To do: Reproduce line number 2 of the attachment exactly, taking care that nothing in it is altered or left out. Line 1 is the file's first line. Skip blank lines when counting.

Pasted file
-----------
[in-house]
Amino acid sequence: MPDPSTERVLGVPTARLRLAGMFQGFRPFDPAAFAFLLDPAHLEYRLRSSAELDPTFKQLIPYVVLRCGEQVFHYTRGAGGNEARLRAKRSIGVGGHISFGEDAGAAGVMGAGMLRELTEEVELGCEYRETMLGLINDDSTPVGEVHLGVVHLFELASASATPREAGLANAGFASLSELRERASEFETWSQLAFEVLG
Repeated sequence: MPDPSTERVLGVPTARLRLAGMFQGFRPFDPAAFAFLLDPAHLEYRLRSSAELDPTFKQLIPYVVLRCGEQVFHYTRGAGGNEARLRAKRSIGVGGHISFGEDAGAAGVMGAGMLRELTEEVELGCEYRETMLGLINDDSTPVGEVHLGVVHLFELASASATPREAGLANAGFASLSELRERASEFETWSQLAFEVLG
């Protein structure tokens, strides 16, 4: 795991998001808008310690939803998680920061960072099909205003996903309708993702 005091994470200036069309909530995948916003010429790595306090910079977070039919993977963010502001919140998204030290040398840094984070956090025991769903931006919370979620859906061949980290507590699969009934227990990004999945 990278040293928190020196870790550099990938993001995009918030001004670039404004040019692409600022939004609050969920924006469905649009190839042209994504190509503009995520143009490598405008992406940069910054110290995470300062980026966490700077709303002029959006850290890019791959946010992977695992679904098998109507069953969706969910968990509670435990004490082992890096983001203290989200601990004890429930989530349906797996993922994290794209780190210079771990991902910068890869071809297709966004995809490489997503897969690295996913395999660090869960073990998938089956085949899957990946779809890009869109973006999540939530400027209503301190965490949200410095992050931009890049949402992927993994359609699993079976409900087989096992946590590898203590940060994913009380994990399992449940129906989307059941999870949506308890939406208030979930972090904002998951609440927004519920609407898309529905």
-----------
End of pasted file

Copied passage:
Amino acid sequence: MPDPSTERVLGVPTARLRLAGMFQGFRPFDPAAFAFLLDPAHLEYRLRSSAELDPTFKQLIPYVVLRCGEQVFHYTRGAGGNEARLRAKRSIGVGGHISFGEDAGAAGVMGAGMLRELTEEVELGCEYRETMLGLINDDSTPVGEVHLGVVHLFELASASATPREAGLANAGFASLSELRERASEFETWSQLAFEVLG